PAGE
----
Much of the time it feels to me like we're not making any progress on our goals. I don't know why this should be, because in fact we've made a lot of progress this year. Maybe it's because my task list is just so damned long that as soon as one project is done, another one immediately takes its place at the top of the priority list. Reading my favorite blogs does nothing to help shorten this list, by the way.
But that baseless feeling of not making any headway is crazy-making - for me, and for anyone around me. (*Cough* Sorry, Honey.) That's part of the reason I decided to participate (sporadically) in Sharon's Independence Days Challenge. But lately I've been feeling the need to remind myself of the bigger things we've accomplished this year to move towards our goal of financial independence and food sovereignty.
For the year as a whole we reduced the principle owed on our mortgage by $35,355, and my husband managed to remain employed despite the recession. We also harvested (so far) just shy of 600 pounds of produce from our backyard garden, worked mostly by myself alone. This doesn't include food that passed from hand to mouth without ever making it inside, nor garden vegetables deemed unfit for the table but good enough for the chickens. Given that it was an execrable year for tomatoes and apples, and a not so great one for potatoes, this harvest tally makes me pretty proud. And there's more out there to keep harvesting. I preserved a great deal of these homegrown and some gleaned foods - with varying degrees of success - by smoking, dehydrating, canning, curing, lacto-fermentation, and freezing.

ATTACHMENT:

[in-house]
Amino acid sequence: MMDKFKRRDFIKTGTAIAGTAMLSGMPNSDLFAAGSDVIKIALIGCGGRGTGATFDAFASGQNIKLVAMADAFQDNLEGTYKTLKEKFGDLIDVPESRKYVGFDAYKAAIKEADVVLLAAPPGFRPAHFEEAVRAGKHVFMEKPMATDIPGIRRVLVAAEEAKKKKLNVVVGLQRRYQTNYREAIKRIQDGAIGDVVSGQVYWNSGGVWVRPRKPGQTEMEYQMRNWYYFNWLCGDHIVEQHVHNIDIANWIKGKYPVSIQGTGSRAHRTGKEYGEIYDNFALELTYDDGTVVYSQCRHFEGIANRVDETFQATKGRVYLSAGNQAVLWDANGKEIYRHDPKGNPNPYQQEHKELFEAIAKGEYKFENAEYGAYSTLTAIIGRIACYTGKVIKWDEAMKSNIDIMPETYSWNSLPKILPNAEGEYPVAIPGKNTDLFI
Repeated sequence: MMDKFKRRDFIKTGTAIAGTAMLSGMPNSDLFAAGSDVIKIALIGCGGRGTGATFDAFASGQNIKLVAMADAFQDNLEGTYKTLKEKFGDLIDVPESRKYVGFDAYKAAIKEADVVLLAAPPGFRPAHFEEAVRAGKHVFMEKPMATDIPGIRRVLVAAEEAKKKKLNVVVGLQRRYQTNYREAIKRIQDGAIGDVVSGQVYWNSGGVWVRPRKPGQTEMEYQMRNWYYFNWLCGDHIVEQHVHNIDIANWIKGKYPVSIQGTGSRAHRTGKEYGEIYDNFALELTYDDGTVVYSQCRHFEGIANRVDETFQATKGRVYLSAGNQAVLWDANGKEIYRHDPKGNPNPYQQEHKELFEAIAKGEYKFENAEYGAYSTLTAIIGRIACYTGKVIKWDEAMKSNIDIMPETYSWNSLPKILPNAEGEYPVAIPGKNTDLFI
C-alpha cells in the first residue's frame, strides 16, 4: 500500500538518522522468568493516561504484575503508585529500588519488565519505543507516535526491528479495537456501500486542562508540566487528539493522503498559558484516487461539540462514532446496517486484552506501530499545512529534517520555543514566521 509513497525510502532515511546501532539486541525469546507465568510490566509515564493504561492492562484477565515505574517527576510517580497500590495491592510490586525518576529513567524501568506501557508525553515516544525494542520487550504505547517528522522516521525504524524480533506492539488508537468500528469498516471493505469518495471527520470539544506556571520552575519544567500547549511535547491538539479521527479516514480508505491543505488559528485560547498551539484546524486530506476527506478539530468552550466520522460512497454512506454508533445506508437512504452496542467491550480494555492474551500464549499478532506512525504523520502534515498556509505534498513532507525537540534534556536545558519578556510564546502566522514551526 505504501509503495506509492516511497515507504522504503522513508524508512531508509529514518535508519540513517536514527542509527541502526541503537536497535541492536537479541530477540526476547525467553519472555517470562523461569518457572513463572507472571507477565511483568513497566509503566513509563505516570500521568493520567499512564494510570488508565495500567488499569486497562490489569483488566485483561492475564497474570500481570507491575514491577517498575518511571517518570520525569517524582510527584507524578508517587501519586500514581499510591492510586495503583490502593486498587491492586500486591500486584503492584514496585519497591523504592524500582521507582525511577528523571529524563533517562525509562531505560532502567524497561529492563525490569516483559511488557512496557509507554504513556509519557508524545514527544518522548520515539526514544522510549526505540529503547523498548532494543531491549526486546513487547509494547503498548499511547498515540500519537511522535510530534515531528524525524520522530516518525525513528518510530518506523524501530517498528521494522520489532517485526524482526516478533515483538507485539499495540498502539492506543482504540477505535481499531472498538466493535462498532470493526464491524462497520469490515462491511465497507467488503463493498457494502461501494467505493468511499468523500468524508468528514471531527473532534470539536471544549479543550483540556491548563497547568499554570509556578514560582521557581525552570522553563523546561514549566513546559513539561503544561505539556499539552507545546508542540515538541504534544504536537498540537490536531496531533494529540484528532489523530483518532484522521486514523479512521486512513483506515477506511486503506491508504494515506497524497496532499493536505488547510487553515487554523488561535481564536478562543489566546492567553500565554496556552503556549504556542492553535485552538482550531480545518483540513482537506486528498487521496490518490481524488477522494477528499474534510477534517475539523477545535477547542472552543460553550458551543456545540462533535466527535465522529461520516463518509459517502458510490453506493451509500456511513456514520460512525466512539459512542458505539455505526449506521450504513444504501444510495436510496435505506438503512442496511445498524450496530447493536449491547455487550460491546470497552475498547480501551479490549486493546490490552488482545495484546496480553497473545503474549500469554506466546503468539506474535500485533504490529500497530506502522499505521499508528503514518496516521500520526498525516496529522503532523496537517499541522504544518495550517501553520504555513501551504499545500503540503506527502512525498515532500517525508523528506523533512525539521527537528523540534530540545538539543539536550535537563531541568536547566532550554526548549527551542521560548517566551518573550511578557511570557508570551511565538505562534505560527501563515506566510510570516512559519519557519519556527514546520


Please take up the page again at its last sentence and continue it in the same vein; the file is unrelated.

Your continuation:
So here's a month-by-month recounting of the deeds...
January: Can't remember much. I think I hibernated most of the month. Got the seed and rootstock orders in, grouping them with friends to save on shipping costs.
February: I made some worm bins and got our vermicompost system going, bartering for the worms. Attended the PASA conference where I learned a lot and met some local gardening folks who are becoming friends of ours.
March: We expanded the tilled area of our large garden from around 1700 square feet to about 2000 square feet. Removed ornamental trees to make room for fruit trees and berries. Dealt with the debris. Husband ripped out large patch of forsythia to make room for more perennial edibles.
April: We had an energy audit done on our home. Built permanent raised beds for asparagus root stock, making use of a narrow space behind the shed. Planted many perennial food plants, including cherry and pear trees, asparagus, raspberries, blueberries, elderberries, and grapes. Renovated and improved our mobile chicken pen and coop. Started numerous seedlings inside.
May: Added a significant quantity of free compost and mulch to our annual garden bed. Got much of the annual garden planted. I added several perennial herbs for culinary and medicinal uses. Baked and froze enough bread to supply us through the hot months of the year.
June: We built a rocket stove and continued planting, despite the horrific rainfall.
July: Following up the energy audit, my husband added some insulation to the attic. I worked on air sealing with silicone caulking around window frames. Learned how to slaughter our old laying hens. Built and used a homemade chicken plucker to help speed the processing.